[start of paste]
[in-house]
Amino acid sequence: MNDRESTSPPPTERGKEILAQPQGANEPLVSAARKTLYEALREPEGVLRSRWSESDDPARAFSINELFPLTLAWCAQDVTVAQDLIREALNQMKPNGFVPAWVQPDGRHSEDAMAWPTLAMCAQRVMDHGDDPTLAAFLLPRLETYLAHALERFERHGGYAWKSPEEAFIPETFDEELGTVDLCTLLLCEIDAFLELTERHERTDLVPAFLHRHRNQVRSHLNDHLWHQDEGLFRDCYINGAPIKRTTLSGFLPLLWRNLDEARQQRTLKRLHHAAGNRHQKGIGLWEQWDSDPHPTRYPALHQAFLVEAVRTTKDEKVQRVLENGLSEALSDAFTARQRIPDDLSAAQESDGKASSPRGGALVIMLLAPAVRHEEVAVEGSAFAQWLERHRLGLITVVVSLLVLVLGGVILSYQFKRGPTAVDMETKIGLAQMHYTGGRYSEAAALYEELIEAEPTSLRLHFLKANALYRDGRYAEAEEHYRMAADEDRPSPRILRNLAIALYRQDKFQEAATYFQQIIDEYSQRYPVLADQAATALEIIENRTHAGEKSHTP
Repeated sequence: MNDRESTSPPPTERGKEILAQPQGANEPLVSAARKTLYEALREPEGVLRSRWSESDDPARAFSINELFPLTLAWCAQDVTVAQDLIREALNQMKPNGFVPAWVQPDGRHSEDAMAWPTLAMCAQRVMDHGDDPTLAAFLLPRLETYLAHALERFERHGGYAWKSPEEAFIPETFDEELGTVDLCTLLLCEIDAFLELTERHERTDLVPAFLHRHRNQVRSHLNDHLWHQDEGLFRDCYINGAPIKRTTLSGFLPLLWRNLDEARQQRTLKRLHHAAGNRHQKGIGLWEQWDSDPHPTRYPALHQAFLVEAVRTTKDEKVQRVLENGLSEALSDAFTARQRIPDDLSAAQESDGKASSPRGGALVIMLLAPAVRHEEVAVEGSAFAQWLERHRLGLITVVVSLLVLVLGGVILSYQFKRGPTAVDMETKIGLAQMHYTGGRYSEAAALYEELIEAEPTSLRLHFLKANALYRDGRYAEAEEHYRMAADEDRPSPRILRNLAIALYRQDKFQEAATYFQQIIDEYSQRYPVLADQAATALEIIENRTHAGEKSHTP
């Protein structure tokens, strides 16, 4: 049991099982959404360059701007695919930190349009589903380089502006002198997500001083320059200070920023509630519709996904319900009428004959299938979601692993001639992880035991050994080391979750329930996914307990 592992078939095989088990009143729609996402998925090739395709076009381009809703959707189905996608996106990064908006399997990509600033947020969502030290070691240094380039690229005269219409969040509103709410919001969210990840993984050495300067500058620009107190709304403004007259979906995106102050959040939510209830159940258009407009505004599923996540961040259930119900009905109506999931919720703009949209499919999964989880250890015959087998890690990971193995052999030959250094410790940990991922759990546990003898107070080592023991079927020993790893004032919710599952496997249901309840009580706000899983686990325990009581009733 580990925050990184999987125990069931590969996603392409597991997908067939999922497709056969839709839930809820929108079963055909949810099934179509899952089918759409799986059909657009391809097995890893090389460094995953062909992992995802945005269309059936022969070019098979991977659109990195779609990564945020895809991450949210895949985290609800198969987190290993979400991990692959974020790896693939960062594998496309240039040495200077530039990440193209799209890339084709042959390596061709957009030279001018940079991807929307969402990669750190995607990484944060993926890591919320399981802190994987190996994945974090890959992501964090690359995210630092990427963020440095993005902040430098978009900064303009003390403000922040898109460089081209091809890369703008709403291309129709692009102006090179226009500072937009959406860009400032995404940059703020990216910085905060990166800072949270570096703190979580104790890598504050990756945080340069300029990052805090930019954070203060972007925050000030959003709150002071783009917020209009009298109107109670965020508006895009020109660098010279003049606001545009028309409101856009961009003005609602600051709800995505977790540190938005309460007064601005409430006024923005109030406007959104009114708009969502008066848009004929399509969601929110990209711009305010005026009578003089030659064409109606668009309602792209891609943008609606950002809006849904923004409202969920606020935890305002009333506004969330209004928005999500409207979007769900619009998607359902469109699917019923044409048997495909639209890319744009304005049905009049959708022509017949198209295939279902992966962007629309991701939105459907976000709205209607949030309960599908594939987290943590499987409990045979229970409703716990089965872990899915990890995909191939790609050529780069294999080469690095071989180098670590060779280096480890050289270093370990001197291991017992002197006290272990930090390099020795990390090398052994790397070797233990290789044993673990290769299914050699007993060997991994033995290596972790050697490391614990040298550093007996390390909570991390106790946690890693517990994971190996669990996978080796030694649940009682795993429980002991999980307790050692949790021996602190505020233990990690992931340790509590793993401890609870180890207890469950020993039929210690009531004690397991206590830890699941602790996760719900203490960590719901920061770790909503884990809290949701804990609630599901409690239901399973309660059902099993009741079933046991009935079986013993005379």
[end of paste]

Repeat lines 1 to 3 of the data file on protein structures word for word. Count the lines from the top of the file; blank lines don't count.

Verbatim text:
[in-house]
Amino acid sequence: MNDRESTSPPPTERGKEILAQPQGANEPLVSAARKTLYEALREPEGVLRSRWSESDDPARAFSINELFPLTLAWCAQDVTVAQDLIREALNQMKPNGFVPAWVQPDGRHSEDAMAWPTLAMCAQRVMDHGDDPTLAAFLLPRLETYLAHALERFERHGGYAWKSPEEAFIPETFDEELGTVDLCTLLLCEIDAFLELTERHERTDLVPAFLHRHRNQVRSHLNDHLWHQDEGLFRDCYINGAPIKRTTLSGFLPLLWRNLDEARQQRTLKRLHHAAGNRHQKGIGLWEQWDSDPHPTRYPALHQAFLVEAVRTTKDEKVQRVLENGLSEALSDAFTARQRIPDDLSAAQESDGKASSPRGGALVIMLLAPAVRHEEVAVEGSAFAQWLERHRLGLITVVVSLLVLVLGGVILSYQFKRGPTAVDMETKIGLAQMHYTGGRYSEAAALYEELIEAEPTSLRLHFLKANALYRDGRYAEAEEHYRMAADEDRPSPRILRNLAIALYRQDKFQEAATYFQQIIDEYSQRYPVLADQAATALEIIENRTHAGEKSHTP
Repeated sequence: MNDRESTSPPPTERGKEILAQPQGANEPLVSAARKTLYEALREPEGVLRSRWSESDDPARAFSINELFPLTLAWCAQDVTVAQDLIREALNQMKPNGFVPAWVQPDGRHSEDAMAWPTLAMCAQRVMDHGDDPTLAAFLLPRLETYLAHALERFERHGGYAWKSPEEAFIPETFDEELGTVDLCTLLLCEIDAFLELTERHERTDLVPAFLHRHRNQVRSHLNDHLWHQDEGLFRDCYINGAPIKRTTLSGFLPLLWRNLDEARQQRTLKRLHHAAGNRHQKGIGLWEQWDSDPHPTRYPALHQAFLVEAVRTTKDEKVQRVLENGLSEALSDAFTARQRIPDDLSAAQESDGKASSPRGGALVIMLLAPAVRHEEVAVEGSAFAQWLERHRLGLITVVVSLLVLVLGGVILSYQFKRGPTAVDMETKIGLAQMHYTGGRYSEAAALYEELIEAEPTSLRLHFLKANALYRDGRYAEAEEHYRMAADEDRPSPRILRNLAIALYRQDKFQEAATYFQQIIDEYSQRYPVLADQAATALEIIENRTHAGEKSHTP